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Intrathecal mepivacaine and prilocaine are less neurotoxic than lidocaine in a rat intrathecal model
  1. Tamie Takenami, M.D.,
  2. Saburo Yagishita, M.D.,
  3. Yoshihiro Nara and
  4. Sumio Hoka, M.D.
  1. From the Department of Anesthesiology, Kitasato University School of Medicine (T.T., Y.N., S.H.), Kanagawa, Japan
  2. Department of Pathology, Kanagawa Rehabilitation Center (S.Y.), Kanagawa, Japan
  1. Reprint requests: Tamie Takenami, M.D., Department of Anesthesiology, Kitasato University School of Medicine, 1-15-1 Kitasato, Sagamihara, Kanagawa 228-8555, Japan. E-mail: takenami{at}


Background and objectives Histologic evidence of the comparative neurotoxicity of lidocaine, mepivacaine, and prilocaine is incomplete. We compared the intrathecal neurotoxicity in rats among these 3 drugs based on morphologic and neurofunctional findings.

Methods Rats (n = 169) randomly received 0.12 μL/g of 0%, 2%, 5%, 7.5%, 10%, or 20% lidocaine, mepivacaine, or prilocaine or 25% glucose dissolved in distilled water via a chronically implanted intrathecal catheter. The effect of the agents on neurofunction was evaluated by movement of the hind limb (behavior test) and by sensory threshold (paw-stimulation test). The L1 spinal cord, the posterior and anterior roots, and the cauda equina were removed en bloc 5 days later and examined by light and electron microscopy.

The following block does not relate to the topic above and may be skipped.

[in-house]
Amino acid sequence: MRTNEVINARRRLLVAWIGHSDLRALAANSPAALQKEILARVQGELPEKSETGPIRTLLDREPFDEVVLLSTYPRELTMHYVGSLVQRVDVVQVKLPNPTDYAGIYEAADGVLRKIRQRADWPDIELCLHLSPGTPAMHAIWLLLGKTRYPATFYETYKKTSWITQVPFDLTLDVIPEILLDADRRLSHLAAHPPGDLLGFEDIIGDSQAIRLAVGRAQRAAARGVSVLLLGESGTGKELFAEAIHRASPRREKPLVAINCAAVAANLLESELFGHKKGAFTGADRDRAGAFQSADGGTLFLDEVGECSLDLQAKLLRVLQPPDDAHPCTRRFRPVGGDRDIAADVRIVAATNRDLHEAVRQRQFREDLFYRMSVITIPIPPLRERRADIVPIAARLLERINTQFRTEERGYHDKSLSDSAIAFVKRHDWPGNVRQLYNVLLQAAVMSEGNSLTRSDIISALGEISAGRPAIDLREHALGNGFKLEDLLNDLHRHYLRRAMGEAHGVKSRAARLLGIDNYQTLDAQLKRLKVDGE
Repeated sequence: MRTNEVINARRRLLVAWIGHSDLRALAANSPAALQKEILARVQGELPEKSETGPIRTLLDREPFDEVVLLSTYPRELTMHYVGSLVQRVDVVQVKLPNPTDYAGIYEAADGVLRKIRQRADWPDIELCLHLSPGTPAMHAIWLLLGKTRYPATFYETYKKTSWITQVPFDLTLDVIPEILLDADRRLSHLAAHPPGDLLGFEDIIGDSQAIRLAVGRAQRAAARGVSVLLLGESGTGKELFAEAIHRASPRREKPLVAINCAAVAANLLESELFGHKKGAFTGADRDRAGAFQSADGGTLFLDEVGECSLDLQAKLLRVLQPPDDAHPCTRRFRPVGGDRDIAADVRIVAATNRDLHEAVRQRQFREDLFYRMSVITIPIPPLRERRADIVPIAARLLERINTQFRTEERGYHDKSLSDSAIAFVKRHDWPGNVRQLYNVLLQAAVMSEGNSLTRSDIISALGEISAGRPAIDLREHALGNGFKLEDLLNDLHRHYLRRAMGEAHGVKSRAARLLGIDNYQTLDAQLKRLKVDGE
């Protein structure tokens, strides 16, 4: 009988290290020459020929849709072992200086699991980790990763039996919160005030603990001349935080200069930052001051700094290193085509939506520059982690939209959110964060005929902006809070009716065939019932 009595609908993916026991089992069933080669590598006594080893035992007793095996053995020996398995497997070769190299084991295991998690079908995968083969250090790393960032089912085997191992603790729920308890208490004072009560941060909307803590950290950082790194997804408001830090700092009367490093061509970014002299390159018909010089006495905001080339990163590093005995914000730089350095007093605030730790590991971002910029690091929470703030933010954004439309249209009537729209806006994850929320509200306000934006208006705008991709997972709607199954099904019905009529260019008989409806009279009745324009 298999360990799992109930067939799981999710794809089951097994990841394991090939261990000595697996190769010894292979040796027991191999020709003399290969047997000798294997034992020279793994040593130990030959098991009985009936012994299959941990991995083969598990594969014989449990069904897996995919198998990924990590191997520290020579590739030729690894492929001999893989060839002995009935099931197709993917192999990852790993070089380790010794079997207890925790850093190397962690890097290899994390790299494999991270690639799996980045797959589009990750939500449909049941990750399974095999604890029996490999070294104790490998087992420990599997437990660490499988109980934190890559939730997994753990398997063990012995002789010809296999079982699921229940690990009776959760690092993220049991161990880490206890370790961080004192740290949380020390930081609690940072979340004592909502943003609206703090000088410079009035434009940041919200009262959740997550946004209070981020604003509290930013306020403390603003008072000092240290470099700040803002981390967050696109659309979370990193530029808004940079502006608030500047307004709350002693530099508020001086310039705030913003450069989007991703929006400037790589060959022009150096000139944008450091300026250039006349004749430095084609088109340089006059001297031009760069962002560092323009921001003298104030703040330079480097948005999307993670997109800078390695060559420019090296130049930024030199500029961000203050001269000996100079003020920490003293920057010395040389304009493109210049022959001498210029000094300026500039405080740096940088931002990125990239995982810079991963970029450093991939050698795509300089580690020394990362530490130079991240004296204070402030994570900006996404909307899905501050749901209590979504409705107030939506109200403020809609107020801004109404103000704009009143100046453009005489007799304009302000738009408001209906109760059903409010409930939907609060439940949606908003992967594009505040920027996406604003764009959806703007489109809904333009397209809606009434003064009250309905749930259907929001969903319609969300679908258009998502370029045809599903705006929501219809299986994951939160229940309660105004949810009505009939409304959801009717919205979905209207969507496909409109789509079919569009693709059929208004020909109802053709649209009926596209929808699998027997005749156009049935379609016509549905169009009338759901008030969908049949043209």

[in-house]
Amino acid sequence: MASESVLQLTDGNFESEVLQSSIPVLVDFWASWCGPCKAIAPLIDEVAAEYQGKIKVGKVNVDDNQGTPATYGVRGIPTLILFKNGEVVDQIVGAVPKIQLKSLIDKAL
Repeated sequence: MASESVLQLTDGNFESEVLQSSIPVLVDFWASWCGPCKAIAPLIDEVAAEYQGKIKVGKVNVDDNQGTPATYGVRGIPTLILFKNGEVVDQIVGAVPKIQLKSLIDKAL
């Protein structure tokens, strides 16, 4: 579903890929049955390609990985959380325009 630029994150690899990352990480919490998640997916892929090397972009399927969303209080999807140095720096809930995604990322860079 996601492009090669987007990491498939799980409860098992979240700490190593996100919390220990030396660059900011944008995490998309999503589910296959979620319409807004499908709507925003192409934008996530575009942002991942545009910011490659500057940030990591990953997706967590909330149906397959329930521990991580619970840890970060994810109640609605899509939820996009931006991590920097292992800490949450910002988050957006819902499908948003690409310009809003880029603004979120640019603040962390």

Results A significant decrease in sensory threshold or irreversible hind-limb limitation was observed only in rats receiving 20% lidocaine. Morphologic abnormalities characterized by axonal degeneration were observed in rats receiving ≥7.5% lidocaine, 20% mepivacaine, and 20% prilocaine, at the posterior white matter and the proximal portion of the posterior root just at the entrance into the spinal cord. The incidence of lesions was significantly higher in rats receiving lidocaine than mepivacaine and prilocaine.

Conclusion It is suggested that intrathecal mepivacaine and prilocaine are less neurotoxic than highly concentrated lidocaine in a rat intrathecal model.

  • Local anesthetics
  • Neurotoxicity
  • Pathology
  • Sensory impairment.

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  • Supported by Grant-in-Aid for Scientific Research (C)(2) 13671611 and (B)(2) 14370494, Ministry of Education, Science, Sports and Culture, Japan.

    Presented in part at the Annual Meeting of the American Society of Anesthesiologists, Dallas, TX, October 17-21, 1999, and the American Society of Regional Anesthesia Pain and Medicine, Vancouver, Canada, May 10-13, 2000.